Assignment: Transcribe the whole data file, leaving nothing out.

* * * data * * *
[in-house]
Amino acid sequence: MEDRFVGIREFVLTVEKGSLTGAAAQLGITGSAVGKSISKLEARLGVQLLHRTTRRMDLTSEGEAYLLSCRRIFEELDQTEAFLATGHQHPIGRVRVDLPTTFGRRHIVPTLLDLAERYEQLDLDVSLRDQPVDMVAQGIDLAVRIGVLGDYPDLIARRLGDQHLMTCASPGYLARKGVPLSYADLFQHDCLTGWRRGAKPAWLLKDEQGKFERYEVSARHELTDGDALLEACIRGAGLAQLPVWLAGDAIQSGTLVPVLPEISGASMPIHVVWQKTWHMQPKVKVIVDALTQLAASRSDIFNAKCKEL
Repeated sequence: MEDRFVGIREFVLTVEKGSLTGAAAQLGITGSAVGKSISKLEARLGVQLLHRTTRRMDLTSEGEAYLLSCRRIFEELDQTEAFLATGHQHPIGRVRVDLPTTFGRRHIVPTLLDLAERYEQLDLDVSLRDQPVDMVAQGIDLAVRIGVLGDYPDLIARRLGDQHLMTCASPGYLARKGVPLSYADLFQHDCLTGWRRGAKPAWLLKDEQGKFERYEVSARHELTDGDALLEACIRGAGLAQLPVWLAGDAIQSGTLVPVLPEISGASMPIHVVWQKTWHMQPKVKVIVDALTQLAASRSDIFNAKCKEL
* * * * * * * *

[in-house]
Amino acid sequence: MEDRFVGIREFVLTVEKGSLTGAAAQLGITGSAVGKSISKLEARLGVQLLHRTTRRMDLTSEGEAYLLSCRRIFEELDQTEAFLATGHQHPIGRVRVDLPTTFGRRHIVPTLLDLAERYEQLDLDVSLRDQPVDMVAQGIDLAVRIGVLGDYPDLIARRLGDQHLMTCASPGYLARKGVPLSYADLFQHDCLTGWRRGAKPAWLLKDEQGKFERYEVSARHELTDGDALLEACIRGAGLAQLPVWLAGDAIQSGTLVPVLPEISGASMPIHVVWQKTWHMQPKVKVIVDALTQLAASRSDIFNAKCKEL
Repeated sequence: MEDRFVGIREFVLTVEKGSLTGAAAQLGITGSAVGKSISKLEARLGVQLLHRTTRRMDLTSEGEAYLLSCRRIFEELDQTEAFLATGHQHPIGRVRVDLPTTFGRRHIVPTLLDLAERYEQLDLDVSLRDQPVDMVAQGIDLAVRIGVLGDYPDLIARRLGDQHLMTCASPGYLARKGVPLSYADLFQHDCLTGWRRGAKPAWLLKDEQGKFERYEVSARHELTDGDALLEACIRGAGLAQLPVWLAGDAIQSGTLVPVLPEISGASMPIHVVWQKTWHMQPKVKVIVDALTQLAASRSDIFNAKCKEL